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College Football Playoff Warns Teams Could Forfeit Because of Virus

The coronavirus pandemic’s resurgence menaced the college football season’s closing weeks on Wednesday, when one team withdrew from its bowl game and the four national title contenders were warned that they could forfeit if they were not able to compete on time.

Minutes after Texas A&M announced its withdrawal from next week’s Gator Bowl in Jacksonville, Fla., the College Football Playoff said it would not reschedule its Dec. 31 semifinal matchups featuring No. 1 Alabama against No. 4 Cincinnati and No. 2 Michigan playing No. 3 Georgia, even as it detailed a protocol that could upend the tournament before kickoff.

“As we prepare for the playoff, it’s wise and necessary to put into place additional precautions to protect those who will play and coach the games,” Bill Hancock, the playoff’s executive director, said in a statement. “These policies will better protect our students and staffs while providing clarity in the event worst-case scenarios result.”

Under the policies that playoff officials outlined on Wednesday, a team that is unavailable to play in a semifinal game on Dec. 31 will forfeit, allowing its intended opponent to advance automatically to the national title game, which is scheduled for Jan. 10 in Indianapolis.

If both teams in one of the semifinal matchups prove unable to compete, the winner of the other semifinal game will be declared the national champion.

There is a measure of flexibility, though, for the title game itself. Playoff officials said that the championship showdown could be rescheduled by several days, but that it must be played no later than Jan. 14. If a team is unable to compete even after a delay, its opponent will be named the champion; if neither team can appear in Indianapolis, the playoff said, there will be no champion this season.

Playoff officials also said they were shifting plans surrounding their games and would allow teams to arrive just two days in advance of kickoff instead of the traditional five. Related events will be optional for players and coaches, the playoff said, and news conferences will return to the virtual formats that became customary during the 2020 season.

“We certainly wish we were not in this position, but the only responsible thing is to take whatever actions we can reasonably take to better protect those who play and coach the game,” Hancock said.

The playoff teams have not reported significant outbreaks — although Alabama said on Wednesday that its offensive coordinator and offensive line coach had tested positive for the virus.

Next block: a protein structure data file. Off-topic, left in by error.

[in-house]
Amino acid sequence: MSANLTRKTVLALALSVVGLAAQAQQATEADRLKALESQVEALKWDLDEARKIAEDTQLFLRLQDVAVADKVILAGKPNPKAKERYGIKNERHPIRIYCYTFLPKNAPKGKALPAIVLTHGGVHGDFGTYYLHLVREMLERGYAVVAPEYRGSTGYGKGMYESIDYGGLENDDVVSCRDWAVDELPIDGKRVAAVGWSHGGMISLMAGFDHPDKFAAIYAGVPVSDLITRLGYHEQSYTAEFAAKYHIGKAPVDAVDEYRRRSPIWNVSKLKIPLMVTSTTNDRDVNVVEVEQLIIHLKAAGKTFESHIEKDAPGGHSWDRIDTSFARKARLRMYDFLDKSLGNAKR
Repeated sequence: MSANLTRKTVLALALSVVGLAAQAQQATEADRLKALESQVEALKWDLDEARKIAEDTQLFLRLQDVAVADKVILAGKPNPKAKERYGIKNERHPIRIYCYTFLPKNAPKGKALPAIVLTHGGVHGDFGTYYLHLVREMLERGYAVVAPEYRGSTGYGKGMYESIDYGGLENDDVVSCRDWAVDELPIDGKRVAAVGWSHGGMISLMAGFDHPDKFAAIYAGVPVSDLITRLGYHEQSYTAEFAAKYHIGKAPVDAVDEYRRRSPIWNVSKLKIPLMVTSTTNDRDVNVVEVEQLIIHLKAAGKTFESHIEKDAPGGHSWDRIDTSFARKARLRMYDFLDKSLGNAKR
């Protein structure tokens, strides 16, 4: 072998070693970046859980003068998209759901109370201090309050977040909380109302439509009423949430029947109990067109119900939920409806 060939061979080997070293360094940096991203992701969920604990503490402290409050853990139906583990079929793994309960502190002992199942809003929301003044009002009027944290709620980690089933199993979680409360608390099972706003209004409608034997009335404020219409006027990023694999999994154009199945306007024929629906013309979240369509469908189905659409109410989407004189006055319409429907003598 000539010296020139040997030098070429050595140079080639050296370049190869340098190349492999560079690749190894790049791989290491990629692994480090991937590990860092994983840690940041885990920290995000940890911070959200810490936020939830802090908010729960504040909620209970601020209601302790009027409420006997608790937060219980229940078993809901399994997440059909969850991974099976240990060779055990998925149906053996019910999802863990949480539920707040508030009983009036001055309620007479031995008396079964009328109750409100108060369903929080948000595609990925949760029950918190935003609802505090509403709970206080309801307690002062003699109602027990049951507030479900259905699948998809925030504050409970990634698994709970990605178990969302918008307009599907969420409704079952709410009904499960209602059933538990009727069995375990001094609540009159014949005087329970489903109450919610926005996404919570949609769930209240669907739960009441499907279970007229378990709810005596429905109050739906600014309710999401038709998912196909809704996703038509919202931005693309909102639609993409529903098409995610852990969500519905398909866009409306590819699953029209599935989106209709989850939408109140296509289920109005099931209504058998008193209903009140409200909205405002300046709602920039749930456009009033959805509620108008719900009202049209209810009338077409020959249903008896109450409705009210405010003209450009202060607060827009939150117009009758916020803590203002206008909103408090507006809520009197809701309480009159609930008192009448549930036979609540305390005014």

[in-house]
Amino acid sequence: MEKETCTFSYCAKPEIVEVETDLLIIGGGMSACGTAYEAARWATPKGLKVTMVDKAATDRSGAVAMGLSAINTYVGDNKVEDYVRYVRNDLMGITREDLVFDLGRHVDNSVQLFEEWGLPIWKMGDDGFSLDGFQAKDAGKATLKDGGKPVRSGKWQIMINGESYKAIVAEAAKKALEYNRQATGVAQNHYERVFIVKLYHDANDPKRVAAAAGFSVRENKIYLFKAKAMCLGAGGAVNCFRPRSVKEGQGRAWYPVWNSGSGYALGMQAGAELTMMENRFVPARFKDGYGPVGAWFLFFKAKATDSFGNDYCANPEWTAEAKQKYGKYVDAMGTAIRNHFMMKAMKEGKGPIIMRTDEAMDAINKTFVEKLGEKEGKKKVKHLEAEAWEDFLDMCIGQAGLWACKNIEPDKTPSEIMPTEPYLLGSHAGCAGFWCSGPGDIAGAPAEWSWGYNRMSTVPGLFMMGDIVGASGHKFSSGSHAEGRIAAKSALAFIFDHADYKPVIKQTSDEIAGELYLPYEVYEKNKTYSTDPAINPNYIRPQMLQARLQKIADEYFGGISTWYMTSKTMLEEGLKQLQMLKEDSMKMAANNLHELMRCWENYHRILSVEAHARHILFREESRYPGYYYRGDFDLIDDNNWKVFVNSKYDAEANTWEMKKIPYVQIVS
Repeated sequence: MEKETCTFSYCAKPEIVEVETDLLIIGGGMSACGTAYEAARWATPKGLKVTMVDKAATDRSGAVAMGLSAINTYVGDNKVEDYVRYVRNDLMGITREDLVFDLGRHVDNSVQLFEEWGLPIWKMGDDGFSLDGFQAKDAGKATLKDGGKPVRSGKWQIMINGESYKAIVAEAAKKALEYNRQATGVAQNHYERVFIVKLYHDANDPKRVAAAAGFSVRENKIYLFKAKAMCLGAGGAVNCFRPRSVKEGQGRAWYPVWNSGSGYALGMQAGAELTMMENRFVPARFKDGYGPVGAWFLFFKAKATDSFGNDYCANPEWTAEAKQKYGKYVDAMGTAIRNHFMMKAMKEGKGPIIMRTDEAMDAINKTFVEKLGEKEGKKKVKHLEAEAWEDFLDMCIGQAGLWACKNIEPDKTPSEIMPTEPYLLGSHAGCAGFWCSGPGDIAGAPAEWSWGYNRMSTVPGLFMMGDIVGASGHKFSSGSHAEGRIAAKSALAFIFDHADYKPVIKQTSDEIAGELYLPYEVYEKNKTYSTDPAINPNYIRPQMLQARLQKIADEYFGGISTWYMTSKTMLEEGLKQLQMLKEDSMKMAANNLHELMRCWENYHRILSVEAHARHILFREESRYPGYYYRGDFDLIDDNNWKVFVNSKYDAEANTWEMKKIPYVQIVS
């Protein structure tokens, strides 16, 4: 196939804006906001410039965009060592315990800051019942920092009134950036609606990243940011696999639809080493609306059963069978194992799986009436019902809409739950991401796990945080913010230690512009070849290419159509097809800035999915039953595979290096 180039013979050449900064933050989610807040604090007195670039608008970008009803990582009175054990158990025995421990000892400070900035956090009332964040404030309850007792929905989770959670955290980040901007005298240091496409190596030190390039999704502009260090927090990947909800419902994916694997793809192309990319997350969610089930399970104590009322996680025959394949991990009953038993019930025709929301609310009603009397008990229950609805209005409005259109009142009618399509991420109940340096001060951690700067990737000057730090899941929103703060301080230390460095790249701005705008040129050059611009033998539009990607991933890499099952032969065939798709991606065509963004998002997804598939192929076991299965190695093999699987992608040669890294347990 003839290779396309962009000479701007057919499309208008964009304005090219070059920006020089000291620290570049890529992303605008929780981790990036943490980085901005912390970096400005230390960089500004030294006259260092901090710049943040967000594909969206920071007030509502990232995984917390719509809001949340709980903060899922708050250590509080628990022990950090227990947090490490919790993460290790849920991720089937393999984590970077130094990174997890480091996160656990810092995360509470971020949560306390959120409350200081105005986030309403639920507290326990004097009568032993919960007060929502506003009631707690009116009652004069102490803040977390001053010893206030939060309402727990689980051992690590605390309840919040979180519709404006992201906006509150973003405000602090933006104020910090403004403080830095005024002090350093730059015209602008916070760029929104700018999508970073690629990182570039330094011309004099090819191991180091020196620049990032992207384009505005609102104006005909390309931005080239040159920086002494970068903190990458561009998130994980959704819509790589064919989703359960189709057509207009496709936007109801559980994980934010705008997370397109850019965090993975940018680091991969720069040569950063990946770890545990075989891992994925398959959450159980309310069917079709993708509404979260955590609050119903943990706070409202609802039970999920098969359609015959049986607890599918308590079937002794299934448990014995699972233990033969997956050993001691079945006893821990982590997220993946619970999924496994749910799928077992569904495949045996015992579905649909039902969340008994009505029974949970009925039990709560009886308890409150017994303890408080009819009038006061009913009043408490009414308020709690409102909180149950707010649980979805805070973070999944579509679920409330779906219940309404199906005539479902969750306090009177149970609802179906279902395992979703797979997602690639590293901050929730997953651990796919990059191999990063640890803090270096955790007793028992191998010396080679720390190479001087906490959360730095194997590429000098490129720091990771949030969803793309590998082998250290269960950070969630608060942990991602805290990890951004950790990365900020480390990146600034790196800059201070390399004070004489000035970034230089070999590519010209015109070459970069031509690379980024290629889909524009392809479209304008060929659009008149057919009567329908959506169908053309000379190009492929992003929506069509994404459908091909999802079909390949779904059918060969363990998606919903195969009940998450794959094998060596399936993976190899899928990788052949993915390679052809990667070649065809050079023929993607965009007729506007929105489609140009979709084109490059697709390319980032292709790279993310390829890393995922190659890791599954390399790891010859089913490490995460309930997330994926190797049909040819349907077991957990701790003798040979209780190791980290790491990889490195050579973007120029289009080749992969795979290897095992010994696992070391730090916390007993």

Texas A&M said its withdrawal from the Gator Bowl came after a surge in cases had left it without enough players. Unless Gator Bowl officials are able to find a replacement team to meet No. 17 Wake Forest, the Dec. 31 game could be the first of this bowl season canceled abruptly because of the pandemic.

“It is unfortunate, but we just don’t have enough scholarship players available to field a team,” Jimbo Fisher, the Texas A&M coach, said in a statement.

The university said that in addition to issues related to the virus, its team’s roster was limited because of injuries unrelated to the pandemic.

Dave Clawson, Wake Forest’s coach, said he hoped bowl organizers would be able to find a substitute team to face his squad, which has a 10-3 record and reached the Atlantic Coast Conference championship game.

“While we are disappointed that we do not have the opportunity to play a talented Texas A&M football team next week in Jacksonville, our student-athletes and staff are still extremely excited and want to play,” Clawson said in a statement. He added: “Our student-athletes, specifically our seniors, deserve this last opportunity to compete as a team for the chance to win a championship.”

At least one other team, Miami, is known to be in health and safety protocols because of virus issues. Miami said this week that it hoped to participate in the Sun Bowl against Washington State on Dec. 31.

The struggles in college sports reflect problems faced more broadly in athletics. The N.H.L. announced a pause to its season and abandoned a plan to send athletes to the Beijing Olympics in February. The N.F.L. and the N.B.A. have largely tried to keep their seasons on schedule, though two N.B.A. games were postponed on Wednesday because two teams, the Nets and the Toronto Raptors, did not have enough players to take the court.

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